We all know how the story ends – how Cromwell conspires to bring about the fall of Anne, the woman who threatened his position at court and even his life, and the wife who had become so “irksome” to Henry. However, Borman tells a slightly different story about the events leading up to Anne’s arrest. In biographies like the one written by Eric Ives, we learn that Henry is sent a message at the May Day joust about Anne’s alleged infidelities and that he never sees Anne again, yet Borman suggests that Anne hears of the rumours of her alleged misconduct and, like in “The Tudors”, appeals to the King with Elizabeth in her arms. Her appeal, even with babe in arms, is not heard and Anne is tried and found guilty of all charges.
On 19th May 1536 a very brave and courageous woman climbed the scaffold. Anne Boleyn made a dignified speech in which she praised the King, an attempt probably to keep her daughter and other family members safe from the wrath of the King she knew so well. Anne was then executed by a French swordsman and buried in an arrow chest in the Chapel of St Peter ad Vincula, with other traitors.
As we know, Elizabeth I inherited many things from her mother. Although she had the Tudor red hair, her coal black eyes and swarthy skin were inherited from her mother and Borman lists the character traits that Elizabeth got from Anne: tenacity, charisma, self-discipline and also occasional cruelty and vindictiveness. However, the story of her mother’s life also deeply affected Elizabeth. Elizabeth I learned from her mother’s example that she should never put her trust in displays of love, that she should “guard her reputation fiercely” and that she should be as self-reliant as possible. Although Borman credits Anne’s life and death with making Elizabeth the “self-reliant, political pragmatist” that she was, this was also learned from other people in her life and experiences that she herself went through.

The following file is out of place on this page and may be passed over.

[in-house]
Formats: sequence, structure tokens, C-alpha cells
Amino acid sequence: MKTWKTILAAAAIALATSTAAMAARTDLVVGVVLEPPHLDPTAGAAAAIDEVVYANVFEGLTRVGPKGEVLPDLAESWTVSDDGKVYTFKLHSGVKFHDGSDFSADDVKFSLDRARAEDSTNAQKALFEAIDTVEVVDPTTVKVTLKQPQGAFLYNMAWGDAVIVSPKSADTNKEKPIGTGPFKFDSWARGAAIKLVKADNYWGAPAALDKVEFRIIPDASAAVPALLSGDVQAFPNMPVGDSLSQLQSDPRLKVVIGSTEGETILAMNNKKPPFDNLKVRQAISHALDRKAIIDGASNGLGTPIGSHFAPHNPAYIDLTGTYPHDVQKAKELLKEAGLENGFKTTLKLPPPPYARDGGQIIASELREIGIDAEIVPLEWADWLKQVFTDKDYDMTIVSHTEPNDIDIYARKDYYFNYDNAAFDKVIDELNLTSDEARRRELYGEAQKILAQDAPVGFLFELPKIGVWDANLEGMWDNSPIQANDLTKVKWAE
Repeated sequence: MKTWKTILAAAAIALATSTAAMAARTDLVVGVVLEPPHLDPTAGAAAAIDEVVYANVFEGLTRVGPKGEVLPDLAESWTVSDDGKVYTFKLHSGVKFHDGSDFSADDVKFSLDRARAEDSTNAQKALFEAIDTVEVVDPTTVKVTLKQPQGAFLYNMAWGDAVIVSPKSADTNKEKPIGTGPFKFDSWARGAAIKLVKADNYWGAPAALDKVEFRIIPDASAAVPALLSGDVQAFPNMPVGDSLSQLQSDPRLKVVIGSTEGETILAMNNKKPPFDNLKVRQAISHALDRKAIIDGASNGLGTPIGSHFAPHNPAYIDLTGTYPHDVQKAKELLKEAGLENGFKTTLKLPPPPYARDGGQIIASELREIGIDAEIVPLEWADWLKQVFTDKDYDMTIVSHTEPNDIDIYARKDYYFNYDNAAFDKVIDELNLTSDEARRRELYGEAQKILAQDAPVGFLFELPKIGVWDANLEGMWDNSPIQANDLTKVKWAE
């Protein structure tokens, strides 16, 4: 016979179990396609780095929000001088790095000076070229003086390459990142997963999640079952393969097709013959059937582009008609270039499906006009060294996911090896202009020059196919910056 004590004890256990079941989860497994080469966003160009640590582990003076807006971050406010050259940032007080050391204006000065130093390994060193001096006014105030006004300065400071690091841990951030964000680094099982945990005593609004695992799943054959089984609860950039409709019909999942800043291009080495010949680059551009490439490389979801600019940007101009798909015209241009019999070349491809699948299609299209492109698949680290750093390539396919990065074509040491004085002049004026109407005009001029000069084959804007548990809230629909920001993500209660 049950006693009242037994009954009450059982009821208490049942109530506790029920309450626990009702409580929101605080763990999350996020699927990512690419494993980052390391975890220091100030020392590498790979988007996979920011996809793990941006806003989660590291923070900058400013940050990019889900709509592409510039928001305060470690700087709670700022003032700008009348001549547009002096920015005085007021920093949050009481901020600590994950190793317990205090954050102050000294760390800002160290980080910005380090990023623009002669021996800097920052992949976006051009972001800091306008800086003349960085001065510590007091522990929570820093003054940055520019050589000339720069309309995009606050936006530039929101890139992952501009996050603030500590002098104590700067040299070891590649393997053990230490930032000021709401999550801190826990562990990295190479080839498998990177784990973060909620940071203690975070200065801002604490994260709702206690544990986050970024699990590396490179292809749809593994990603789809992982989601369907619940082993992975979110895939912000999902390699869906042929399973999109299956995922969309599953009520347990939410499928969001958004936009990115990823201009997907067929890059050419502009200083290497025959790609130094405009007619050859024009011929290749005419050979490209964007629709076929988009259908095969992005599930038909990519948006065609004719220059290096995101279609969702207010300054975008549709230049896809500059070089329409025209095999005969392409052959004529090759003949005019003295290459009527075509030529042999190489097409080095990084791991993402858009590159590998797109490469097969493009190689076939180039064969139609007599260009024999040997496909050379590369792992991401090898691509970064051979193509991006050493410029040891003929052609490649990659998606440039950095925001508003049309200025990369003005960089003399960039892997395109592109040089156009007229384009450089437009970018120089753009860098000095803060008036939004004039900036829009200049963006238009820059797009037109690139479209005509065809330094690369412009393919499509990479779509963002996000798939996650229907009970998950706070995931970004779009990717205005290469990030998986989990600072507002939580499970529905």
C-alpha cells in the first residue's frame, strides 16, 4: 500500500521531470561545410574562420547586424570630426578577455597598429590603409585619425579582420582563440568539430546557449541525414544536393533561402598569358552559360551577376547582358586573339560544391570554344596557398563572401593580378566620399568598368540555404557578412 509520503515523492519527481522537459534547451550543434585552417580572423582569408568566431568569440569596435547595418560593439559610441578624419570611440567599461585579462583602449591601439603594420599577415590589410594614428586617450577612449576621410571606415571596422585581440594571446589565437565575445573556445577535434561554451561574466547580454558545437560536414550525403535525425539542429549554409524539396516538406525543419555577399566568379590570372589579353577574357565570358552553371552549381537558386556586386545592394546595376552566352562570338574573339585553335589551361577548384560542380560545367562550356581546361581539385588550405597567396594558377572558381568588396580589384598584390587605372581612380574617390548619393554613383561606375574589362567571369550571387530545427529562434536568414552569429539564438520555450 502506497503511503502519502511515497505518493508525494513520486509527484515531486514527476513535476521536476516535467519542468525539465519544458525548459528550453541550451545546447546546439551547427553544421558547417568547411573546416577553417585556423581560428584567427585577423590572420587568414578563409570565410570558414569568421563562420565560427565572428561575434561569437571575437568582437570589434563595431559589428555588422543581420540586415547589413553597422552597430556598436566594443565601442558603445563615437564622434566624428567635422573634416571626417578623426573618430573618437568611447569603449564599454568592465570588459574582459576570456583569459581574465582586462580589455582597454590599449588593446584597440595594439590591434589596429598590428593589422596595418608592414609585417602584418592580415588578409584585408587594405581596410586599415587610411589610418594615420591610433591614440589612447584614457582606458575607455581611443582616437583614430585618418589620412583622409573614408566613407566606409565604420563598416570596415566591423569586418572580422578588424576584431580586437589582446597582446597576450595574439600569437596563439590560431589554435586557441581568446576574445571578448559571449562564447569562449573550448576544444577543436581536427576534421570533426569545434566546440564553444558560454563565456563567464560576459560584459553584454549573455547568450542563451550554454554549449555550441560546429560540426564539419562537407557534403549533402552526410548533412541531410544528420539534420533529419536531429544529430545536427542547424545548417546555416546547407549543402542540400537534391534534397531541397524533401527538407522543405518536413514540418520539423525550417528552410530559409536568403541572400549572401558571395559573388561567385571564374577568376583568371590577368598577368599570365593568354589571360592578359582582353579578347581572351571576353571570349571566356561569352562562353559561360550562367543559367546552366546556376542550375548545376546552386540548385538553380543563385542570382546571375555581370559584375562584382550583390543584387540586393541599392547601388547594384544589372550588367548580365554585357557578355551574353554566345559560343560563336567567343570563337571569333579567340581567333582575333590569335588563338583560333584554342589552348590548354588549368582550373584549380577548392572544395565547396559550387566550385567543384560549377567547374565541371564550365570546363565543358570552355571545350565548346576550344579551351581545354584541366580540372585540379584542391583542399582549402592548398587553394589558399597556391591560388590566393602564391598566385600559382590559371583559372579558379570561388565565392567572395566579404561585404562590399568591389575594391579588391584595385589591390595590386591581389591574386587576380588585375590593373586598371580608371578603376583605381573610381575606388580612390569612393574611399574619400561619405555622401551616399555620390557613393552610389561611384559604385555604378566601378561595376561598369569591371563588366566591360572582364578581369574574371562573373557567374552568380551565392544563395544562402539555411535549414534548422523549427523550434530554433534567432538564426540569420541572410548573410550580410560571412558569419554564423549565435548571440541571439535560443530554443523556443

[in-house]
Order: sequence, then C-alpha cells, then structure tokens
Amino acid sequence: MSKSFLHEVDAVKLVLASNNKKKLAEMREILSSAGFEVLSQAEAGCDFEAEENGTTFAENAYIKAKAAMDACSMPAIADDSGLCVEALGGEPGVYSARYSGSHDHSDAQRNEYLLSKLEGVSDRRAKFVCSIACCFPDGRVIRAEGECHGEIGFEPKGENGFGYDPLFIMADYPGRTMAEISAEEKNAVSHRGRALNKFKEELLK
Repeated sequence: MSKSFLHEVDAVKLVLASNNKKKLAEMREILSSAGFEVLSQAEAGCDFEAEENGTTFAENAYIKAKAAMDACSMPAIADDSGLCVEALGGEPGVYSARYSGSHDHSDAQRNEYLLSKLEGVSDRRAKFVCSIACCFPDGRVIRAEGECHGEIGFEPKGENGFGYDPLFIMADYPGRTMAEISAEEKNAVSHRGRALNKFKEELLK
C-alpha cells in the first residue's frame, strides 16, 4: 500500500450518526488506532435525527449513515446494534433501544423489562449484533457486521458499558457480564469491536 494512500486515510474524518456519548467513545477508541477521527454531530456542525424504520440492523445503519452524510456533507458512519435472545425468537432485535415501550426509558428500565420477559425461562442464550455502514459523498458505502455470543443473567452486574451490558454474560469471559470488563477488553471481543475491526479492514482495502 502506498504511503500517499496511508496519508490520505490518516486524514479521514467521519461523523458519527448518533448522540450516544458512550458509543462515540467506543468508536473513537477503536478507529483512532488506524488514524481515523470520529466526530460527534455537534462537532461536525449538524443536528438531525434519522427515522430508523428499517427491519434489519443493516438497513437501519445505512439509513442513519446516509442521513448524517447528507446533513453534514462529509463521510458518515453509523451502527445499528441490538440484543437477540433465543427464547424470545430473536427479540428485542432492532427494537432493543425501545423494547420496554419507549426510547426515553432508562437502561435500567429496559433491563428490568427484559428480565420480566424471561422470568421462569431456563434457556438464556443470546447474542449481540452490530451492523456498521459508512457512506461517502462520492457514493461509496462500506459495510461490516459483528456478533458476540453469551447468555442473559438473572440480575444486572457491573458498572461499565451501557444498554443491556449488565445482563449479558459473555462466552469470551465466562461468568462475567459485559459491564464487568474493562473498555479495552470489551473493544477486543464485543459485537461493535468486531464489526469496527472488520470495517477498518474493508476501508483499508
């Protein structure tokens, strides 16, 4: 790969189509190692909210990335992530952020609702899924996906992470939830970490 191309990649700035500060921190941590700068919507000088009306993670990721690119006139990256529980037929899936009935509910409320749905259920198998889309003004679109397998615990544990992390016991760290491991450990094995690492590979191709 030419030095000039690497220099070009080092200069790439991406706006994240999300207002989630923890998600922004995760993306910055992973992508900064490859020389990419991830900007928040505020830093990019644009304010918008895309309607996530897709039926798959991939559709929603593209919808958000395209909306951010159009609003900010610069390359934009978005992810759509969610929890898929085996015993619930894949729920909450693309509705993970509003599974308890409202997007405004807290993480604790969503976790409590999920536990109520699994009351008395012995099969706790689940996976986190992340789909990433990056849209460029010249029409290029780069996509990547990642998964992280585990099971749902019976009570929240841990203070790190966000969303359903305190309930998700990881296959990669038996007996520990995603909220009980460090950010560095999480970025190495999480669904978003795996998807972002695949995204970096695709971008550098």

Tracy Borman believes that Anne had many qualities that would have made her a great queen, and I too believe this whole-heartedly, but she also had many flaws, “fatal flaws” as Borman calls them, and it was by recognising both her qualities and flaws that Elizabeth was able to become the amazing Queen that she became.
“Elizabeth’s Women: The Hidden Story of the Virgin Queen” by Tracy Borman
The Elizabeth Files – our sister site all about Elizabeth I.
“The Life and Death of Anne Boleyn” by Eric Ives – The best Anne Boleyn biography available.
New Henry VIII Resources Now Available
The latest Henry VIII talk is now available to listen to at the Historic Royal Palaces site. In this talk David Starkey considers how Henry VIII, arguably the world’s most famous king, has maintained his reputation for 500 years. Click here to listen to it.
Thanks to Anne Boleyn Files Visitor, Oraya, for pointing this one out. If you have been unable to use the National Archives to browse or order copies of documents pertaining to Henry VIII or Anne Boleyn and her trial, you can now access records online at http://www.british-history.ac.uk/Forthcoming.aspx?v=0 – Click on the first link “Letters & Papers, Foreign and Domestic, Henry VIII” and then you can search for “Anne Boleyn” or look at records for different dates. It’s a fantastic resource.